Unloading the multitude of parts from “the crate,” it wasn’t immediately apparent to me that the one-million-or-so gallons of epoxy I needed to complete the aircraft were nowhere to be found. I now realize the reason it wasn’t included was because epoxy is considered a hazardous material, and if it was in the crate, the entire 621 pound shipment would be considered hazardous. This would have been far more expensive to transport. Therefore Glassic Composites elected to drop-ship the epoxy directly from the supplier, Hudco Industries. Not a bad plan overall, but somehow their timing was way off; I don’t think Glassic placed the order with Hudco until the day my fuselage was crated. After a couple of calls to Hudco with promises of “it should be there any day,” I finally managed to get a UPS tracking number out of them. Sure enough, it was finally enroute, but this was about 2 weeks after I received the kit, mind you, so I was definitely getting anxious to lay up some parts.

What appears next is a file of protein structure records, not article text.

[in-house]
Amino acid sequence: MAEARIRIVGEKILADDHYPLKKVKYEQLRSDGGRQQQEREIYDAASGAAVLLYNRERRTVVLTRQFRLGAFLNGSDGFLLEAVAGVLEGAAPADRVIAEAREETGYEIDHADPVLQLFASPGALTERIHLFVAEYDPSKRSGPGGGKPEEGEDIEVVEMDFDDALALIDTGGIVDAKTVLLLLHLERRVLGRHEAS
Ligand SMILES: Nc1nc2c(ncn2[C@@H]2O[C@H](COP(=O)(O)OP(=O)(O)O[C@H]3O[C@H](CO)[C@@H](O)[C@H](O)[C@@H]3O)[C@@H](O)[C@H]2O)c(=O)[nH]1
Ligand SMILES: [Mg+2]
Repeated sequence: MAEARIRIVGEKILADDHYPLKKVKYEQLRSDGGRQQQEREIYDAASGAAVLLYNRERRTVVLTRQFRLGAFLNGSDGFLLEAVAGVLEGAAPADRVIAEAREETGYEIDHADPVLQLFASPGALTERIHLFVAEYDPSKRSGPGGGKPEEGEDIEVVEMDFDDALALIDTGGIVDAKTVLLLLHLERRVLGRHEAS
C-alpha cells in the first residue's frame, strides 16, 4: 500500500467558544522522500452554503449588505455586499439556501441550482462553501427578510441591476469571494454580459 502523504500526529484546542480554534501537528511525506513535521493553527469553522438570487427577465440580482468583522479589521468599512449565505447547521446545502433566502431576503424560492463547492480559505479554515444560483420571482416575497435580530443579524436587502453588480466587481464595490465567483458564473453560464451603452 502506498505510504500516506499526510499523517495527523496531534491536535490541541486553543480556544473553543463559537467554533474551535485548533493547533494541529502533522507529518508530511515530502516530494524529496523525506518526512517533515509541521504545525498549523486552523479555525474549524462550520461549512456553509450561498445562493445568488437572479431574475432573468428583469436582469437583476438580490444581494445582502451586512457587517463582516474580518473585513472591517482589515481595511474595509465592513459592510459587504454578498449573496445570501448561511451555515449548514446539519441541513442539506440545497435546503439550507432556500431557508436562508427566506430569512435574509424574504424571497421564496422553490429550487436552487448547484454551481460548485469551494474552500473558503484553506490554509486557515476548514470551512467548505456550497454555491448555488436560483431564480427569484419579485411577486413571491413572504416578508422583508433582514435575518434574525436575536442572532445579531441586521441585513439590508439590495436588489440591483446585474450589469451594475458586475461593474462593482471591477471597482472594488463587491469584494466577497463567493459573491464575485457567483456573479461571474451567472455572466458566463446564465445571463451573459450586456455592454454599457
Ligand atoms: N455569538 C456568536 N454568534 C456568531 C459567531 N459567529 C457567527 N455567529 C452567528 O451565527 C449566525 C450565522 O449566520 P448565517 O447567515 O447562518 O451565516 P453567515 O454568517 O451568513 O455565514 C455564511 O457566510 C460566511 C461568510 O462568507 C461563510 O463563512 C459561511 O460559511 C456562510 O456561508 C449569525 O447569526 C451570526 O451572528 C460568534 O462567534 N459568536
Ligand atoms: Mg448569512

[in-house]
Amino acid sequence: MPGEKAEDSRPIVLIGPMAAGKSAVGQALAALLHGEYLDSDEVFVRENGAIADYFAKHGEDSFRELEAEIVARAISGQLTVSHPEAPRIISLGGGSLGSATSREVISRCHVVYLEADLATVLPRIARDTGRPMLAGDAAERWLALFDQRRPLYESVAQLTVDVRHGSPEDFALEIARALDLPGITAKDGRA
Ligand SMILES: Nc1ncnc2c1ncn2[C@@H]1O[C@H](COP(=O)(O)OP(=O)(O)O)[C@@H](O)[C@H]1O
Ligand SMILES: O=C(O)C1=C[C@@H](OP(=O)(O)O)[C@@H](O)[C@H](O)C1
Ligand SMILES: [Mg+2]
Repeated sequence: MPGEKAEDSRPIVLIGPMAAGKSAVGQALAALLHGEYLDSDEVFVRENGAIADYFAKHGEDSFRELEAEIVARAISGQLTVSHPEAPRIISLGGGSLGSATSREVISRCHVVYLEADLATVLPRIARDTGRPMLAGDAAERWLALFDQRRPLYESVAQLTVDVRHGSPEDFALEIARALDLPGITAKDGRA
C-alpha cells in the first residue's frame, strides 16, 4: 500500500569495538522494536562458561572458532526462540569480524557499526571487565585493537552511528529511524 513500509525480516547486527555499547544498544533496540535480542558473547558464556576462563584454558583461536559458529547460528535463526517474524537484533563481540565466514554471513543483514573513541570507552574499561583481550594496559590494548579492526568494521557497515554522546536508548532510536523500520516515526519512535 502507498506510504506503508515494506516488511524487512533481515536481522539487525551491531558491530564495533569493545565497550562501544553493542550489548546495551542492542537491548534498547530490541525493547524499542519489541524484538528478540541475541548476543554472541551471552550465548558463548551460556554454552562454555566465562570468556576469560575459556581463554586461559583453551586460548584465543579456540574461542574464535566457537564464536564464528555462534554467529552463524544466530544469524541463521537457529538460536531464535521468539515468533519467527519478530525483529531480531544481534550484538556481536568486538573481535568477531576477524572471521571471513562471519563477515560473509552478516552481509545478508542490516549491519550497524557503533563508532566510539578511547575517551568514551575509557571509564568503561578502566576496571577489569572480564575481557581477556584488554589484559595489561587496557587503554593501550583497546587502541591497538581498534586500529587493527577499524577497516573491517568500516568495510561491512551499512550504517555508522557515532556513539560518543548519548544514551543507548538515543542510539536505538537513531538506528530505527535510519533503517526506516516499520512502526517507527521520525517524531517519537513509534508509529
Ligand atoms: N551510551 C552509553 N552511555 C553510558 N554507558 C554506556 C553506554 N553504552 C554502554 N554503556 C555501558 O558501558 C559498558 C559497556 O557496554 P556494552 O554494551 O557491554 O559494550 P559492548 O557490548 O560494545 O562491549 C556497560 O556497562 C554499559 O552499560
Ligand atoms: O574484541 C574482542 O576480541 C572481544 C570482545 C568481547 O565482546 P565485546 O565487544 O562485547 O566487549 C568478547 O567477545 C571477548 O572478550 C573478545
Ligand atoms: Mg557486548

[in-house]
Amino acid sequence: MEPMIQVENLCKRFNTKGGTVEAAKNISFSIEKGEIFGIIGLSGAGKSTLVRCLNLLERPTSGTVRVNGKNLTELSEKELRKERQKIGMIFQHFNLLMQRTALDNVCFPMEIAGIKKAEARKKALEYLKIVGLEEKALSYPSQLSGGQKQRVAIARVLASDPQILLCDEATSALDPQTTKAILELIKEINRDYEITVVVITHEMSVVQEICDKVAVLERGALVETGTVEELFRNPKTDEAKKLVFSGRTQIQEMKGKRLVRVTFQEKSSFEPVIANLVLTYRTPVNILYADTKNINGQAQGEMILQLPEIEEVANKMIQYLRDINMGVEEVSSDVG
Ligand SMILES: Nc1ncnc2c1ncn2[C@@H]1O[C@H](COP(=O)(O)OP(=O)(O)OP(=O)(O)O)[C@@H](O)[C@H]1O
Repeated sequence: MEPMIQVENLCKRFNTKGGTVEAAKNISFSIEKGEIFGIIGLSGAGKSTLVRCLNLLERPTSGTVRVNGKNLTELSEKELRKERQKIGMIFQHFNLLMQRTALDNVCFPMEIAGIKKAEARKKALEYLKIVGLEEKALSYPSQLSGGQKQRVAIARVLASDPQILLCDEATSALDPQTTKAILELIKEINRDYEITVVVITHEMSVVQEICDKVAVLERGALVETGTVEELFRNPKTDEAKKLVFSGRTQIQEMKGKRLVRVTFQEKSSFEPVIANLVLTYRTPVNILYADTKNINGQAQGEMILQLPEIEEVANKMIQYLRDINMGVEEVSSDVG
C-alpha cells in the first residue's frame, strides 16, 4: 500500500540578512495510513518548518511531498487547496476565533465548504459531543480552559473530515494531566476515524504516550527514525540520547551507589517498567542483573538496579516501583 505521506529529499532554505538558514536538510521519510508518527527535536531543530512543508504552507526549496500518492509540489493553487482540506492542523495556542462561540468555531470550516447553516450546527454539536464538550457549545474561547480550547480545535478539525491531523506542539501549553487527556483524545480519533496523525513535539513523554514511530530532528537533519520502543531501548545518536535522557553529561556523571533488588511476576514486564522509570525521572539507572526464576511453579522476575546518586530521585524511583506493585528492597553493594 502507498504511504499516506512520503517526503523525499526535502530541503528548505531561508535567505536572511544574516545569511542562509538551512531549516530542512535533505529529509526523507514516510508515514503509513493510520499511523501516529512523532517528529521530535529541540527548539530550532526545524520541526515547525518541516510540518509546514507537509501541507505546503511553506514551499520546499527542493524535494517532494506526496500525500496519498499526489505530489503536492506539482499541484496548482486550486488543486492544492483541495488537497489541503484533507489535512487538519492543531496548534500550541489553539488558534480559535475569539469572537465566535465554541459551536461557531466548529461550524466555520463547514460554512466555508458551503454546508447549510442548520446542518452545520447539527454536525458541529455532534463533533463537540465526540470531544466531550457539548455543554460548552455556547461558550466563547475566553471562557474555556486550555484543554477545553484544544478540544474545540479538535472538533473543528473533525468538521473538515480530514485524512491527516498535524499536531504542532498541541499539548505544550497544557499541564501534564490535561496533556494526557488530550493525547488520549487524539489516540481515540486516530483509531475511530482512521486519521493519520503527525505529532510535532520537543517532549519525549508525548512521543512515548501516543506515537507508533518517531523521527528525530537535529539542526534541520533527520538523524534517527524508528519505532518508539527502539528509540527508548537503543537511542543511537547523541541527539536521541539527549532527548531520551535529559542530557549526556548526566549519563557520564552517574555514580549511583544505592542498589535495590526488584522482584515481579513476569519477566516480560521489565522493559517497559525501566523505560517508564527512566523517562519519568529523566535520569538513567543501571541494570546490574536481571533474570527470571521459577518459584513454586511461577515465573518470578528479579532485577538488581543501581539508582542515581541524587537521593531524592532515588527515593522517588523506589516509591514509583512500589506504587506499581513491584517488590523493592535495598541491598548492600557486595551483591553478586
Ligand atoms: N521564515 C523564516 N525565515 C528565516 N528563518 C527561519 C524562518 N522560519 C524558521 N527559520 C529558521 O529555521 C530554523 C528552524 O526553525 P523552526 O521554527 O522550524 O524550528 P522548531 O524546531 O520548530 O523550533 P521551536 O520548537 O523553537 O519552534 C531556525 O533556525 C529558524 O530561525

Well, UPS had other plans for my epoxy and drove a truck, or forklift, or perhaps an airplane over the box. I believe their politically correct words entered on the www tracking page were “Container damaged in transport. Remainder returned to shipper.” Damn! Now I’d have to wait even longer to do my first lay up. I did manage to keep busy during this waiting period by building bulkhead templates, but you can read about that in the next section. Whatever careless act UPS inflicted upon my helpless epoxy, I hope it made a huge, sticky mess.
A few more calls to Hudco, and a couple of weeks later, I finally received my epoxy. Not a million gallons, but 5 gallons of resin and about 7 quarts of hardener (the mix ratio is 3:1 by weight). Plus some structural adhesive and 2-part filler compound. Now I could actually build something.